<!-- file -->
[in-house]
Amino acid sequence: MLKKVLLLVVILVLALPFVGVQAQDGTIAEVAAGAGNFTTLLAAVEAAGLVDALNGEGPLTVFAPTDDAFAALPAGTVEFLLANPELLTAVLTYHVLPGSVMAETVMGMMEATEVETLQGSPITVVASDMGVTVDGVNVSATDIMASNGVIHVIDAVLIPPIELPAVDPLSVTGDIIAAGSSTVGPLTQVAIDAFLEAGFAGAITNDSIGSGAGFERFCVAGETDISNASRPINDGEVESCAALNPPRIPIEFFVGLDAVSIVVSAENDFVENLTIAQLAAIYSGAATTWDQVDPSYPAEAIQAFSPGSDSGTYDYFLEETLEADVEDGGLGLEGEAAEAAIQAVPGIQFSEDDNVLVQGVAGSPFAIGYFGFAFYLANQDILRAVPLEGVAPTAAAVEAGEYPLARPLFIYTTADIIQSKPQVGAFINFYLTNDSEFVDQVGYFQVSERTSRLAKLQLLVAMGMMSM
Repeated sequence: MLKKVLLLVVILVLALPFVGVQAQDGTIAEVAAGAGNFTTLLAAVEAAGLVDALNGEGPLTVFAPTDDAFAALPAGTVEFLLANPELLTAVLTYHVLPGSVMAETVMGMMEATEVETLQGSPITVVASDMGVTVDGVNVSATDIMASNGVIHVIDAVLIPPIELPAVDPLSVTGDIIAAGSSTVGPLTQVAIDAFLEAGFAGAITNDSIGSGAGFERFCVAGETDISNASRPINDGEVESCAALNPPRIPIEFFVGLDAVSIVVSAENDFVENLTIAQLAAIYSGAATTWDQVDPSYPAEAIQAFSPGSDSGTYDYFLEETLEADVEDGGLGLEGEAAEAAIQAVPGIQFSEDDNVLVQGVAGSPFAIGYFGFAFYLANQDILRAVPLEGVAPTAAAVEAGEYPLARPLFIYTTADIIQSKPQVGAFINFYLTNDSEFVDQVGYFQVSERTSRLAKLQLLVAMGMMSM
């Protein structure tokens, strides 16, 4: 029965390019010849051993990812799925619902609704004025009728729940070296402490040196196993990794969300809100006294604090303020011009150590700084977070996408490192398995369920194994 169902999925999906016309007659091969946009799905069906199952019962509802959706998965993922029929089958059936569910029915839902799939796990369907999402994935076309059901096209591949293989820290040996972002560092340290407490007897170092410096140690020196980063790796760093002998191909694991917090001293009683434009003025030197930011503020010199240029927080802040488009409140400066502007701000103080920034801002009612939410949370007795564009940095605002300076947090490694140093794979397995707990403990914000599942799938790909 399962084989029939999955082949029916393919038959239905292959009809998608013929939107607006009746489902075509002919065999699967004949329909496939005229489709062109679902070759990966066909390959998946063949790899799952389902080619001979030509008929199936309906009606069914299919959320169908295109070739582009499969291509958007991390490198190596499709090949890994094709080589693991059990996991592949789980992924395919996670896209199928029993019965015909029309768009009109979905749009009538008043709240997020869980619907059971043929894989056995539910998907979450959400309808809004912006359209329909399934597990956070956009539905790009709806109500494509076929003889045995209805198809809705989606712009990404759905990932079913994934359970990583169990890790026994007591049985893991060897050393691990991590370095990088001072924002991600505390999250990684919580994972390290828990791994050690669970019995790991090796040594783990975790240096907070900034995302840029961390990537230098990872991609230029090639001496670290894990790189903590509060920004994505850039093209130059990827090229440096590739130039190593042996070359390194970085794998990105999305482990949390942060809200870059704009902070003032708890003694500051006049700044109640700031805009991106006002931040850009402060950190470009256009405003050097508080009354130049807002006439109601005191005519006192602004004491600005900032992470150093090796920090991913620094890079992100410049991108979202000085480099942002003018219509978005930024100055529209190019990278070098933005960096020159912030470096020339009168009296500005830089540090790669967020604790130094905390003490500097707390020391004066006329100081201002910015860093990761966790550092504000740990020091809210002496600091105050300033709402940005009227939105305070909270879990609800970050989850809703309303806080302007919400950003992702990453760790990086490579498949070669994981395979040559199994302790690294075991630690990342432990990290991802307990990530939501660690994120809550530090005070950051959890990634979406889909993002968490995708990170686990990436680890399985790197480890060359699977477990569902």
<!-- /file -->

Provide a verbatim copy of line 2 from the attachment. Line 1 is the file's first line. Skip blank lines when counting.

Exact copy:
Amino acid sequence: MLKKVLLLVVILVLALPFVGVQAQDGTIAEVAAGAGNFTTLLAAVEAAGLVDALNGEGPLTVFAPTDDAFAALPAGTVEFLLANPELLTAVLTYHVLPGSVMAETVMGMMEATEVETLQGSPITVVASDMGVTVDGVNVSATDIMASNGVIHVIDAVLIPPIELPAVDPLSVTGDIIAAGSSTVGPLTQVAIDAFLEAGFAGAITNDSIGSGAGFERFCVAGETDISNASRPINDGEVESCAALNPPRIPIEFFVGLDAVSIVVSAENDFVENLTIAQLAAIYSGAATTWDQVDPSYPAEAIQAFSPGSDSGTYDYFLEETLEADVEDGGLGLEGEAAEAAIQAVPGIQFSEDDNVLVQGVAGSPFAIGYFGFAFYLANQDILRAVPLEGVAPTAAAVEAGEYPLARPLFIYTTADIIQSKPQVGAFINFYLTNDSEFVDQVGYFQVSERTSRLAKLQLLVAMGMMSM